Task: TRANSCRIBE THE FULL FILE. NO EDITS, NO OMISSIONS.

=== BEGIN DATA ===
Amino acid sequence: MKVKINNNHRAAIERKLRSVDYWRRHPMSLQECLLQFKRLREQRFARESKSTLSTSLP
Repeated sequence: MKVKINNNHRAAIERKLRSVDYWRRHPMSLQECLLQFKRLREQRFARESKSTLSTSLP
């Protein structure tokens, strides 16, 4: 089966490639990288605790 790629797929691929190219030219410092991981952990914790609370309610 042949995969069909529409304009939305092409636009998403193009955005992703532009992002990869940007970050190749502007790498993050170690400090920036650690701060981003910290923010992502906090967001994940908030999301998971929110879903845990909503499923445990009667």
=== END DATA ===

Amino acid sequence: MKVKINNNHRAAIERKLRSVDYWRRHPMSLQECLLQFKRLREQRFARESKSTLSTSLP
Repeated sequence: MKVKINNNHRAAIERKLRSVDYWRRHPMSLQECLLQFKRLREQRFARESKSTLSTSLP
């Protein structure tokens, strides 16, 4: 089966490639990288605790 790629797929691929190219030219410092991981952990914790609370309610 042949995969069909529409304009939305092409636009998403193009955005992703532009992002990869940007970050190749502007790498993050170690400090920036650690701060981003910290923010992502906090967001994940908030999301998971929110879903845990909503499923445990009667």